- Hillary Clinton’s stunning loss in 2016 to Donald Trump, surrendering the traditional blue states of Michigan, Pennsylvania, and Wisconsin.
- In 2020, would any of the candidates in the historically large field for the Democratic nomination for president other than Joe Biden have been able to defeat Donald Trump?
Barack Obama was not victimized by the inability of the Democratic Party to put together winning campaigns that address the complex nature of the American electorate and our convoluted electoral college presidential selection process. Obama did this by creating his own organization to parallel that of the Democratic Party, and employing it successfully to emerge victorious in 2008 and 2012.
The past is not prologue. But it does cast a shadow that could snatch defeat from the jaws of victory if the right lesson is not learned. The lesson in this instance, as demonstrated by the wins of Obama and Biden, is that the big tent needs to embrace Democrats from every corner and open its flaps to independents and cross-over Republican voters as well.
E.J. Dionne emphasized the pivotal importance of this approach in his Washington Post piece, observing:
The 2020 election perfectly captured the distinction between Democratic diversity and Republican homogeneity. Biden’s coalition was a little bit of everybody — self-described liberals (they constituted 42 percent of his voters), moderates (48 percent), and conservatives (10 percent), according to the network exit poll conducted by Edison Research. In other words, contrary to Trump’s claim that Biden is a tool for raging leftists, a majority of his electorate was non-liberal.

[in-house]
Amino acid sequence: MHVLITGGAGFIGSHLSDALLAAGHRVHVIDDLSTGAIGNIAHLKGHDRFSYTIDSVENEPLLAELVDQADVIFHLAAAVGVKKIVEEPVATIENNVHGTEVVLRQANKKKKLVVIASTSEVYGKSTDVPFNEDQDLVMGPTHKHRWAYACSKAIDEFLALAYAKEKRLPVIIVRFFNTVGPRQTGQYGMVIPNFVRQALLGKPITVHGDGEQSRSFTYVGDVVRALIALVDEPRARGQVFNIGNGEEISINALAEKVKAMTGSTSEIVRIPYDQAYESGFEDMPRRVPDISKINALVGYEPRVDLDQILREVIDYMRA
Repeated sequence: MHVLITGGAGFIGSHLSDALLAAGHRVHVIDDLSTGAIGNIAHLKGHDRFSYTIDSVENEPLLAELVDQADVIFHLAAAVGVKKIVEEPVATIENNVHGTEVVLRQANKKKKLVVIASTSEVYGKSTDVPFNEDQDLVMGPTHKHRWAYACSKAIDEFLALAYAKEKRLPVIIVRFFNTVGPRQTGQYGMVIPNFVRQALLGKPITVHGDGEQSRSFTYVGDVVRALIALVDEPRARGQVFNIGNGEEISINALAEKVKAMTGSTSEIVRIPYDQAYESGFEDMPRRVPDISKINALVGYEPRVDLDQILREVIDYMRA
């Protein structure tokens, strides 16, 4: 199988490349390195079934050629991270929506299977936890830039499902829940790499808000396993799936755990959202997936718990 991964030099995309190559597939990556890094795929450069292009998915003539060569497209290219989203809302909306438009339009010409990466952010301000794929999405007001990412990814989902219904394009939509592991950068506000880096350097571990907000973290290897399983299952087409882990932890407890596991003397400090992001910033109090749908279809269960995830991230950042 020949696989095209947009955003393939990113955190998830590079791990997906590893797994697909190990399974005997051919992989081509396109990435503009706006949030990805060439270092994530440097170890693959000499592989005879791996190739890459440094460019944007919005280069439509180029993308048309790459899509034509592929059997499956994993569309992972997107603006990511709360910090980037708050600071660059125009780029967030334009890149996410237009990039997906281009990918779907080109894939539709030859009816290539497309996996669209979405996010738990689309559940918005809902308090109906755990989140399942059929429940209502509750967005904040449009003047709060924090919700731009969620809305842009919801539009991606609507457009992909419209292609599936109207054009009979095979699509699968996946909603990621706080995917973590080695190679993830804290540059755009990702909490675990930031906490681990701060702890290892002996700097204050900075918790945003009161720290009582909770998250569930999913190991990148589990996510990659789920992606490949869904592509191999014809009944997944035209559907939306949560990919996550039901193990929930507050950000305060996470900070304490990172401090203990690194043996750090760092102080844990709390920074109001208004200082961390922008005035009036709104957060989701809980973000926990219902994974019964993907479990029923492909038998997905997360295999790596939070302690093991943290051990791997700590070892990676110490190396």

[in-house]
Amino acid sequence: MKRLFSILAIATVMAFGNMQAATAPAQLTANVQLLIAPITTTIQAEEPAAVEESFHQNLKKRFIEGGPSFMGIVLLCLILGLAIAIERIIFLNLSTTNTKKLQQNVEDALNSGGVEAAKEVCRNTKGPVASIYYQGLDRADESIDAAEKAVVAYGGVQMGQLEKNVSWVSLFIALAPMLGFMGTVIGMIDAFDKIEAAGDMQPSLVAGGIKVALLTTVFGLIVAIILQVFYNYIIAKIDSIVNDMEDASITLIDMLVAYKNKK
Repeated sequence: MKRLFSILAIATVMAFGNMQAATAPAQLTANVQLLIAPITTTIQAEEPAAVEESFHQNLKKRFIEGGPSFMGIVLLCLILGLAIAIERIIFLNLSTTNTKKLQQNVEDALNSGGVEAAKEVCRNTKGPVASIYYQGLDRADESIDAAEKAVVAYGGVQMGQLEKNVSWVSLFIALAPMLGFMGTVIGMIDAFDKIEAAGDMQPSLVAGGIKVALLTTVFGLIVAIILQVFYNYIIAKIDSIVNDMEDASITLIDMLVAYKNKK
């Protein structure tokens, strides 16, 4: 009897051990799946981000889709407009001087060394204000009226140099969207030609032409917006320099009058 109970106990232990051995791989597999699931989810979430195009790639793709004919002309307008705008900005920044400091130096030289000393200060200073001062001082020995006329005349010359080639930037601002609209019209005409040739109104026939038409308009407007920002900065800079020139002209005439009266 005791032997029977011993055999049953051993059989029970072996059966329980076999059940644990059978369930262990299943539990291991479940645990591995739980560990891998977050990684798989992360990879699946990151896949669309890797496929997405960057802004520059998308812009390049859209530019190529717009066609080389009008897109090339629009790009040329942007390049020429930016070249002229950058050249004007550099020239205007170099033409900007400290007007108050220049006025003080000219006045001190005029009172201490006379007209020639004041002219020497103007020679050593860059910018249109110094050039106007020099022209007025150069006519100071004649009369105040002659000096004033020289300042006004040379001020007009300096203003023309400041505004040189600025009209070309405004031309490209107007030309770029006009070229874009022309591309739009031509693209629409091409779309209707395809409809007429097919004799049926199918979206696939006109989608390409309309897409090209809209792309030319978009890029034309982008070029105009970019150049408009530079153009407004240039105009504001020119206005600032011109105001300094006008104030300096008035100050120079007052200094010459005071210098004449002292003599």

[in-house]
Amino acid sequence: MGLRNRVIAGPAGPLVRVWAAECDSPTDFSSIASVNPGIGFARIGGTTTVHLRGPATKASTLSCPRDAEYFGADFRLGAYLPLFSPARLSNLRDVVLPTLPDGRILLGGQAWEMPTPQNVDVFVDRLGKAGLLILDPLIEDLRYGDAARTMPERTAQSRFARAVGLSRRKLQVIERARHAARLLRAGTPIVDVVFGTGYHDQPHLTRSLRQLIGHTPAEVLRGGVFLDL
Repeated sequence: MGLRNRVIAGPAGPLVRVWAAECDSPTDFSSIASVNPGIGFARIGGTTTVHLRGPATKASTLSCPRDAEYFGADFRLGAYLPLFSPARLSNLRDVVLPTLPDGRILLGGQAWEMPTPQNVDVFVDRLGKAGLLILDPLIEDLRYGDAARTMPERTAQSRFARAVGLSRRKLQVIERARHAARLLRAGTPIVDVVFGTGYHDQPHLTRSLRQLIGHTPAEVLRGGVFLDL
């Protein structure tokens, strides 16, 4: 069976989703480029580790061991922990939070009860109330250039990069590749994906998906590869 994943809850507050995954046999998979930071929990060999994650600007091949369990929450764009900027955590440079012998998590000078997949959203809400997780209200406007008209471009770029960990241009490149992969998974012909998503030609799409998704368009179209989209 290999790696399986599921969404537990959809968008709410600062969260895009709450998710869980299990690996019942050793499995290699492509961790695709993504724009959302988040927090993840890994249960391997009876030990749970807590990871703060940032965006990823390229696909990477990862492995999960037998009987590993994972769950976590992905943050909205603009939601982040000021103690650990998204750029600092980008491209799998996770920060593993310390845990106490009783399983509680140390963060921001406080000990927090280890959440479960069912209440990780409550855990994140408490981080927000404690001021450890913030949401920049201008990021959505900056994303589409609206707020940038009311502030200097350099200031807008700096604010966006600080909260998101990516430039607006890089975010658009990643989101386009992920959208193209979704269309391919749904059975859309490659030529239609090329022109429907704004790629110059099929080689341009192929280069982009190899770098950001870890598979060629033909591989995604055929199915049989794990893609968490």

It appears that some in the Democratic Party are not in a learning mode currently. Progressives — especially the democratic socialists — are pushing the party and its policies to be reshaped in their image and likeness. What would that mean for the future of the big tent going forward?
It means that the tent would not be that big or welcoming. That might not matter as much in terms of winning presidential elections, but only because the Republican Party has shifted to the extreme right to become the Party of Trump (POT). This past election attests that the POT has little to no appeal for moderate Republicans or truly independent voters. As we noted in our previous blog in this series, “In spite of its footprint across the country, unless things change substantially, the POT is now and is destined to be a state, regional and local player as opposed to winner in national elections.”
The polar opposite would be true for the Democratic Party if it shifted to the extreme left or became the Democratic Socialist Party (DSP). The DSP might win the presidency but would have a much more difficult time in winning Senate and House races. The results of this could be a Democratic President confronted by Republican-controlled House and Senate.
The best path forward for the Democratic Party is to stay the course in terms of diversity and a broad base, and to improve the operational and grassroots capacity to win U.S. Senate and House races. The best examples of how to accomplish this come from the Democratic pick-up of House seats in the 2018 mid-terms and Stacy Abrams’ and her counterparts’ work in Georgia that resulted in Jon Ossoff and Raphael Warnock being elected to the U.S. Senate.